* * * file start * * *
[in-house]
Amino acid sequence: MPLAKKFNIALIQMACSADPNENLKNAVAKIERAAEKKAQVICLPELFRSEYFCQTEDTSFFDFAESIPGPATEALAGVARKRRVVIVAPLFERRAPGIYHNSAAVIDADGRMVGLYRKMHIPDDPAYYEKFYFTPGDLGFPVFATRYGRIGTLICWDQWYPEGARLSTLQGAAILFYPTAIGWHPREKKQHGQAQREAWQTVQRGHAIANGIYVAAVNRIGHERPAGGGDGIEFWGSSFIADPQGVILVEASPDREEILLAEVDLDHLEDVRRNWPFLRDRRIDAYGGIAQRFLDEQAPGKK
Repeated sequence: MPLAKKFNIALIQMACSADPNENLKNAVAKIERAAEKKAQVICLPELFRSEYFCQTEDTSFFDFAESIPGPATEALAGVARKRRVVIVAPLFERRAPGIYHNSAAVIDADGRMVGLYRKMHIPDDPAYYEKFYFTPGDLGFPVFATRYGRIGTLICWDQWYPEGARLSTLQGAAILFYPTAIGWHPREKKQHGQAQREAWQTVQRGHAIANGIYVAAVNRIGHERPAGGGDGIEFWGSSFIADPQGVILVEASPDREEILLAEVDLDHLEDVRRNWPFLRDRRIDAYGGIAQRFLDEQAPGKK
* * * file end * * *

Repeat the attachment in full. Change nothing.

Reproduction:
[in-house]
Amino acid sequence: MPLAKKFNIALIQMACSADPNENLKNAVAKIERAAEKKAQVICLPELFRSEYFCQTEDTSFFDFAESIPGPATEALAGVARKRRVVIVAPLFERRAPGIYHNSAAVIDADGRMVGLYRKMHIPDDPAYYEKFYFTPGDLGFPVFATRYGRIGTLICWDQWYPEGARLSTLQGAAILFYPTAIGWHPREKKQHGQAQREAWQTVQRGHAIANGIYVAAVNRIGHERPAGGGDGIEFWGSSFIADPQGVILVEASPDREEILLAEVDLDHLEDVRRNWPFLRDRRIDAYGGIAQRFLDEQAPGKK
Repeated sequence: MPLAKKFNIALIQMACSADPNENLKNAVAKIERAAEKKAQVICLPELFRSEYFCQTEDTSFFDFAESIPGPATEALAGVARKRRVVIVAPLFERRAPGIYHNSAAVIDADGRMVGLYRKMHIPDDPAYYEKFYFTPGDLGFPVFATRYGRIGTLICWDQWYPEGARLSTLQGAAILFYPTAIGWHPREKKQHGQAQREAWQTVQRGHAIANGIYVAAVNRIGHERPAGGGDGIEFWGSSFIADPQGVILVEASPDREEILLAEVDLDHLEDVRRNWPFLRDRRIDAYGGIAQRFLDEQAPGKK